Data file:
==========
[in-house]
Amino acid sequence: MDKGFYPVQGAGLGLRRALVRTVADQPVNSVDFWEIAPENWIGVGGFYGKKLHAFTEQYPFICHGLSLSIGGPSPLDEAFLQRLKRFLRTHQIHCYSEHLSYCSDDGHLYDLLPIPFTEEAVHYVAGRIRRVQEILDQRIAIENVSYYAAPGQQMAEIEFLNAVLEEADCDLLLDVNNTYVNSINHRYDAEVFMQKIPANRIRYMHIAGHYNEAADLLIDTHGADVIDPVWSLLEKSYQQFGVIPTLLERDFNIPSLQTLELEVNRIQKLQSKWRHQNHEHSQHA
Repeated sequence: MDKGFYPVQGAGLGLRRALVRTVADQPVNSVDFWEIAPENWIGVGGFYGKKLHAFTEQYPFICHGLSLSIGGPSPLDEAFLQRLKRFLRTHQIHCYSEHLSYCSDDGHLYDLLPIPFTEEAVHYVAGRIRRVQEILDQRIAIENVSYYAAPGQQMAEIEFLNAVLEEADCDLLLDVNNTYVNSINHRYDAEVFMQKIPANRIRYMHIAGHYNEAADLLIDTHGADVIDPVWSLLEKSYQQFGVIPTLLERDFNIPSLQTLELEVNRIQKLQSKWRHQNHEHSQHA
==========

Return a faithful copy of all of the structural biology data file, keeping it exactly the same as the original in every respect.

[in-house]
Amino acid sequence: MDKGFYPVQGAGLGLRRALVRTVADQPVNSVDFWEIAPENWIGVGGFYGKKLHAFTEQYPFICHGLSLSIGGPSPLDEAFLQRLKRFLRTHQIHCYSEHLSYCSDDGHLYDLLPIPFTEEAVHYVAGRIRRVQEILDQRIAIENVSYYAAPGQQMAEIEFLNAVLEEADCDLLLDVNNTYVNSINHRYDAEVFMQKIPANRIRYMHIAGHYNEAADLLIDTHGADVIDPVWSLLEKSYQQFGVIPTLLERDFNIPSLQTLELEVNRIQKLQSKWRHQNHEHSQHA
Repeated sequence: MDKGFYPVQGAGLGLRRALVRTVADQPVNSVDFWEIAPENWIGVGGFYGKKLHAFTEQYPFICHGLSLSIGGPSPLDEAFLQRLKRFLRTHQIHCYSEHLSYCSDDGHLYDLLPIPFTEEAVHYVAGRIRRVQEILDQRIAIENVSYYAAPGQQMAEIEFLNAVLEEADCDLLLDVNNTYVNSINHRYDAEVFMQKIPANRIRYMHIAGHYNEAADLLIDTHGADVIDPVWSLLEKSYQQFGVIPTLLERDFNIPSLQTLELEVNRIQKLQSKWRHQNHEHSQHA